February 14, 2017
BY Anastasiia Posnova
On Thursday night, about 80 students convened in Linsly-Chittenden Hall to listen to four Yale alumni speak about their involvement with the anti-apartheid movement on campus in the 1980s.
The panel featured Michael Morand ’87 DIV ’93, Matthew Countryman ’85, John Ritter ’88 and Elizabeth Juliver ’89, all of whom took part in the anti-apartheid protests that rocked Yale beginning in 1985. The panelists discussed the historical context of the protests, the positive parts of divestment as a tactic and the negotiations with the Yale Corporation. The panel was organized by Yale Students for Prison Divestment and Fossil Free Yale and the discussion was moderated by Travis Deshong ’19, a member of the YSPD and a staff reporter for the Yale Daily News Magazine.
“We convene here today … to discern how history, particularly history of student activism might be instructive for addressing the challenges that we face today as a university community … that is [involved] in a transnational prison industrial complex and a plot to destroy our world — quite literally — through its investments in fossil fuels and for-profit prisons,” said Amanda Joyce Hall GRD ’21, who opened the panel with a speech about the movement’s history.
In the 1980s, students demanded that Yale divest from its holdings in all U.S. companies conducting business in South Africa due to the South African government’s apartheid policy, a system of racial segregation and discrimination that was officially in place in the country from 1948 to 1991.
The protests culminated in the installation of a shanty town on Beinecke Plaza, which stood for 10 days until it was dismantled on April 14, 1986. According to The New York Times, 78 students were arrested while trying to prevent the destroying of the shanty town. It was, however, rebuilt later, and Yale did eventually divest in the early 1990s.
Countryman said that when the group just started its anti-apartheid movement in 1985, they were mostly trying to catch up: Similar initiatives had already started all over the country, and Yale had not been a part of them. For the group, he said, the issue was not even economical, but political.
“We were making a political argument: If in fact Yale pulled out of [companies conducting business in South Africa], it would be a statement about what was acceptable in Western capitalism, and that would have a domino effect,” Countryman said.
The Corporation, in its turn, was defending its policies. Ritter said that at some point six members of the Corporation met with the protesters to explain why it would not disinvest. Aside from that, however, he said the Corporation was less transparent than it is today. Even the Investments Office, to which the groups can direct their concerns today, did not exist then.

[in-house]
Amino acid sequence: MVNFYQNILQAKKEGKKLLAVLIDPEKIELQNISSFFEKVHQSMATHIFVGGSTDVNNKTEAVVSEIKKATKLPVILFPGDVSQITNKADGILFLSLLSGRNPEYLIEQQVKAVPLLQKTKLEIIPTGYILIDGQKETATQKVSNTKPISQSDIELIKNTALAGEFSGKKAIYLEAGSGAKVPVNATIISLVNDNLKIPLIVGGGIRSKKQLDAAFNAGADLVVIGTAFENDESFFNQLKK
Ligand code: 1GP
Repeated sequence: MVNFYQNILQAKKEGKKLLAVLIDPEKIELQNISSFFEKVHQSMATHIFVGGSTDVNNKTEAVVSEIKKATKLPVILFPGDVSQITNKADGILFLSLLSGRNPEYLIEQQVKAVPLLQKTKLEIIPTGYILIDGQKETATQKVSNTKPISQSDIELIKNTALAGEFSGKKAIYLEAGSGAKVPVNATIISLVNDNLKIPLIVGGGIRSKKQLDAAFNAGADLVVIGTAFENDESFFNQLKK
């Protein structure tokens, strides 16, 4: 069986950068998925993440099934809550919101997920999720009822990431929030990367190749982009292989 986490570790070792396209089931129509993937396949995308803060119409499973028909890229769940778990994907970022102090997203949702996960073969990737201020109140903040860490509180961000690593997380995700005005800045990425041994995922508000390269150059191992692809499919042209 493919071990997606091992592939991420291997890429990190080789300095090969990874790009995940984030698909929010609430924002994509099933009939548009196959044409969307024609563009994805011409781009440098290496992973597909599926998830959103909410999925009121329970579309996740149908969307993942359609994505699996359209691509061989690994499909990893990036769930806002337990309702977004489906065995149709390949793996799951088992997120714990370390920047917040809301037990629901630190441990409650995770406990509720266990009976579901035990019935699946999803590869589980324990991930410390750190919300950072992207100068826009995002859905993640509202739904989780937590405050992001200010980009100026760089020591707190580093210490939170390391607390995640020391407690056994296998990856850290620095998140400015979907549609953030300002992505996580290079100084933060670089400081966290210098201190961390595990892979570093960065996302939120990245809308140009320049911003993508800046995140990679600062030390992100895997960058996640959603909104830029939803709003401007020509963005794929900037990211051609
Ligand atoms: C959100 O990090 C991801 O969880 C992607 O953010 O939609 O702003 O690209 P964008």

Countryman mentioned that the group even tried to contact two most prominent alumni in the Corporation at the time — New York Bishop Paul Moore Jr. ’41 and vocal anti-apartheid politician Eleanor Holmes Norton GRD ’34 LAW ’64 — to understand which way they and the Corporation were steering, but to no avail. They ended up getting the phone number of New Haven’s hotel in which Holmes was staying the night before the Corporation’s meeting and told her that they would publicly call her out if they found out she did not vote to disinvest. Although the Corporation ultimately voted to keep the investments, Countryman said, showing that the group would hold the Corporation members accountable was an important step.
The panelists also mentioned that working together with other campus groups, such as the Black Student Alliance, was crucial to their success. Countryman mentioned that it was especially important for the anti-apartheid group to be multiracial, both in its body and leadership.
Connections with prominent New Haven people and Yale workers also helped the group, Morand said.
Members of both the YSPD and FFY said that the experience of the panelists is applicable to current realities.
Marisa Vargas-Morawetz ’20, an FFY member, argued that much like the students in the 1980s, the current groups are dealing with the unresponsive and disengaged Yale Corporation. Moreover, much like the anti-apartheid movement, the current student groups are making a political argument.
“After the election, many Yale community members are looking for ways to plug in and fight against the policies and ideology of the Trump administration,” she said. “Divestment allows us to use our position as members of the Yale community to pressure the Yale Corporation into taking moral leadership through divestment.”
Joseph Gaylin ’19, a member of the YSPD, also said that learning from the experience of the panelists was invaluable. He said that the current situation in the U.S. is not that different from the one in South Africa at the time of the apartheid, as the U.S. imprisons an even bigger percentage of its African-American population as South Africa did.
“Yale’s investment in mass incarceration, racial discrimination and environmental destruction, highlights the need to continue the work of previous student organizers,” he said.
Both Vargas-Morawetz and Gaylin also highlighted the importance of creating student coalitions. Gaylin added that, much like with the anti-apartheid movement, a campaign against investments in for-profit prisons should have the voices of the students of color at its center.
The anti-apartheid movement officially began with the United Nations calling for economic sanctions on South Africa in 1962.